Great Expectations and harsh reality
In an article for the Sydney Morning Herald, Judith Ireland tells the story of Julie Mckay, former executive director of UN Australia, using her opinions on the matter to support her own thoughts and theories. The overarching idea presented by the article is that while we have made encouraging progress in the move towards gender equality, there is still a long way to go.
Ireland references policies on paid parental leave and the shifting attitudes of businesses towards addressing some of the issues while making the point that a broader shift in attitudes within general society is required, stating “Until we, as a community, accept we’ve got a problem [with gender inequality], it’s very hard to solve.” The opinions and ideas proposed within the article are supported by statistics, particularly regarding parental leave, as well as links to quotes and policies from the treasurer and other government members. There is a clear sense that Ireland places the onus squarely upon those in power, alluding again to Mckay and their shared ideals saying, “McKay says there needs to be a radical reshaping of how we view leadership, power and success.”
As a journalist, Ireland carries no additional credibility compared to her peers that may write about the same topic, however, as a woman and, more significantly, by using the words of Julie Mckay, the statements made within this particular article are particularly credible. The support of an expert in the field, Mckay was in the role of UN women executive director for 9 years, takes what could be considered a simple opinion based article and lends it considerable credibility and resonance.
Having gone through this process of research and analysis, I have identified a plethora of sub-issues that would warrant further investigation however the 3 that interest me particularly are: “the role of men in reducing gender inequality,” “Gender Equality in the music industry” and “Why don’t people want to identify as feminists anymore?” I have identified these particular issues because they align with my own relationship to the issue as a man, a music lover and someone who would proudly use the term feminist.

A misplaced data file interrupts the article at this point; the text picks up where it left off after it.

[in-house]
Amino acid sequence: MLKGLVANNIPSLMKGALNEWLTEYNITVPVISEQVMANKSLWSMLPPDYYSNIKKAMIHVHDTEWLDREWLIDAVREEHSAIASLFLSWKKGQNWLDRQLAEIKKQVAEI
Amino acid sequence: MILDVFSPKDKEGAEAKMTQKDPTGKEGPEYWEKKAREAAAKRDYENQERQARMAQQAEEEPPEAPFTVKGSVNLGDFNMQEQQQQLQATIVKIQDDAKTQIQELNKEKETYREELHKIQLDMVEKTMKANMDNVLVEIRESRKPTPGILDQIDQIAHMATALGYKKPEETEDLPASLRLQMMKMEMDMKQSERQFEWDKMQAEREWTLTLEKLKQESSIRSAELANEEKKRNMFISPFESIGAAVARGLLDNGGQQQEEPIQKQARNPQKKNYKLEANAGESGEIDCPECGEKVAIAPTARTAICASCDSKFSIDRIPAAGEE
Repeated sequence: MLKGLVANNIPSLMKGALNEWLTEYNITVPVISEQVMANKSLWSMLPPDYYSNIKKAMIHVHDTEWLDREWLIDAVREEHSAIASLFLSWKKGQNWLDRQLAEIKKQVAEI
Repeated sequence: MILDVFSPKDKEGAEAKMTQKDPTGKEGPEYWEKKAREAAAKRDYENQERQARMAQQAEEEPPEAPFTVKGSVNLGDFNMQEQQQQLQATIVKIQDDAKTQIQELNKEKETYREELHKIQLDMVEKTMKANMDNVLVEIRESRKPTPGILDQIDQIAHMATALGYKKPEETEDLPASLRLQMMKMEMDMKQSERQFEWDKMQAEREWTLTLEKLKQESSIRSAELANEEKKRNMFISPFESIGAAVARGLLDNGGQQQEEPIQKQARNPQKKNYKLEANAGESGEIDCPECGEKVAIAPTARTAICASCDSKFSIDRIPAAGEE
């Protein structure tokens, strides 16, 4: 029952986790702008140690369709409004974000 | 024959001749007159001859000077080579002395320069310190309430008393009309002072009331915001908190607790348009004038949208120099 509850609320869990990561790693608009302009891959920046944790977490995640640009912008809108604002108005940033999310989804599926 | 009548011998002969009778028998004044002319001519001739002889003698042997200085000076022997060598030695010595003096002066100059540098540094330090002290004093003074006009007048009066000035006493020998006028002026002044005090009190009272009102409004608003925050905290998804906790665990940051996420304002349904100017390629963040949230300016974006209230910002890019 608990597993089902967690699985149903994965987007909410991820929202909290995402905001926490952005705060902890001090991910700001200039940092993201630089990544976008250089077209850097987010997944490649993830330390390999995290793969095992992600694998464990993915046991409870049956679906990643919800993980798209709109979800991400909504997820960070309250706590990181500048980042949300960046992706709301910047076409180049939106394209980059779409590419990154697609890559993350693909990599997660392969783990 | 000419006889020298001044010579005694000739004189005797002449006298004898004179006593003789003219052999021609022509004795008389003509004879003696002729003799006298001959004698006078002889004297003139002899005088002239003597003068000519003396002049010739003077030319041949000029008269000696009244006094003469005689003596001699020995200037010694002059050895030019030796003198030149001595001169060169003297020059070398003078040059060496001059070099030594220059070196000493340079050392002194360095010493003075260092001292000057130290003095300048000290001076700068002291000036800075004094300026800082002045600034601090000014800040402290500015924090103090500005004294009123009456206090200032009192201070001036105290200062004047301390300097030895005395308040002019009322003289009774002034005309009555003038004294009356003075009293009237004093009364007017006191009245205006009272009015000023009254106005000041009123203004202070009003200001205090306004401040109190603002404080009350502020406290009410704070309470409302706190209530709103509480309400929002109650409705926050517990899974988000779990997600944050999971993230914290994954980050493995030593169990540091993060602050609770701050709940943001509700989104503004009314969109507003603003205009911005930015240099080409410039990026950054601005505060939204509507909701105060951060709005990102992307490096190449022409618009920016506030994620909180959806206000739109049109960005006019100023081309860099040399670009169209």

Stewart, C. 2016, ‘Young men oblivious to gender pay gap: study,’ Australian Financial Review, viewed 29th July 2016, <http://www.afr.com/brand/100women/young-men-oblivious-to-gender-pay-gap-study-20160717-gq7fpy>
McCormack, A. 2016, ‘By the numbers: women in the music industry,’ Triple J, viewed 29th July 2016, <http://www.abc.net.au/triplej/programs/hack/girls-to-the-front/7223798>
O’Brien, S. 2016, ‘Women have a man speaking on their behalf. Again,’ The Daily Telegraph, viewed 29th July 2016, <http://www.dailytelegraph.com.au/rendezview/women-have-a-man-speaking-on-their-behalf-again/news-story/0a69b8074becf54db68e9265ff98f053>
Williams, L.A. 2015, ‘The problem with merit-based appointments? They’re not free from gender bias either,’ The Conversation, viewed 29th July 2016, <https://theconversation.com/the-problem-with-merit-based-appointments-theyre-not-free-from-gender-bias-either-45364>
Ireland, J. 2016, ‘Great expectations and harsh reality: Australia’s gender equality progress,’ Sydney Morning Herald, viewed 29th July 2016, <http://www.smh.com.au/federal-politics/political-opinion/great-expectations-and-harsh-reality-australias-gender-equality-progress-20160406-go0cju.html>